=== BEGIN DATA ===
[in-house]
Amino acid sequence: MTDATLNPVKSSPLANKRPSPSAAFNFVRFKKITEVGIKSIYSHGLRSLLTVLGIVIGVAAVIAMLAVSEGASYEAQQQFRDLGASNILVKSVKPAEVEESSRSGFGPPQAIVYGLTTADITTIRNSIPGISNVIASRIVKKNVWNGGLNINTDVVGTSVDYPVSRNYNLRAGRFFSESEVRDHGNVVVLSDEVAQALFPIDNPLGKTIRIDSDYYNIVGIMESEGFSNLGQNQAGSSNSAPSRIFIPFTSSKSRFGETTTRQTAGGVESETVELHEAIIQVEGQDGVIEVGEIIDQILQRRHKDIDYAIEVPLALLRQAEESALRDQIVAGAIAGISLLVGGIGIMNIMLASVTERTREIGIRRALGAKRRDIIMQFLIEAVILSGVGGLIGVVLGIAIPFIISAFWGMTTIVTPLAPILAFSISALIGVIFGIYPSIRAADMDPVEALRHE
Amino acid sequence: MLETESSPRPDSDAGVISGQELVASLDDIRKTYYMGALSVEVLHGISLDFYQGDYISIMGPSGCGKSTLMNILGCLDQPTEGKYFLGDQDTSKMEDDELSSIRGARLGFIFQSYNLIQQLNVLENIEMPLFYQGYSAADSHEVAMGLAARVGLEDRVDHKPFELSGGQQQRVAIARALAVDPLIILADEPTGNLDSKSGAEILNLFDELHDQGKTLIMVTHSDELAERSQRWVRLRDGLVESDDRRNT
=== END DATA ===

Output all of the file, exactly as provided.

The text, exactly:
[in-house]
Amino acid sequence: MTDATLNPVKSSPLANKRPSPSAAFNFVRFKKITEVGIKSIYSHGLRSLLTVLGIVIGVAAVIAMLAVSEGASYEAQQQFRDLGASNILVKSVKPAEVEESSRSGFGPPQAIVYGLTTADITTIRNSIPGISNVIASRIVKKNVWNGGLNINTDVVGTSVDYPVSRNYNLRAGRFFSESEVRDHGNVVVLSDEVAQALFPIDNPLGKTIRIDSDYYNIVGIMESEGFSNLGQNQAGSSNSAPSRIFIPFTSSKSRFGETTTRQTAGGVESETVELHEAIIQVEGQDGVIEVGEIIDQILQRRHKDIDYAIEVPLALLRQAEESALRDQIVAGAIAGISLLVGGIGIMNIMLASVTERTREIGIRRALGAKRRDIIMQFLIEAVILSGVGGLIGVVLGIAIPFIISAFWGMTTIVTPLAPILAFSISALIGVIFGIYPSIRAADMDPVEALRHE
Amino acid sequence: MLETESSPRPDSDAGVISGQELVASLDDIRKTYYMGALSVEVLHGISLDFYQGDYISIMGPSGCGKSTLMNILGCLDQPTEGKYFLGDQDTSKMEDDELSSIRGARLGFIFQSYNLIQQLNVLENIEMPLFYQGYSAADSHEVAMGLAARVGLEDRVDHKPFELSGGQQQRVAIARALAVDPLIILADEPTGNLDSKSGAEILNLFDELHDQGKTLIMVTHSDELAERSQRWVRLRDGLVESDDRRNT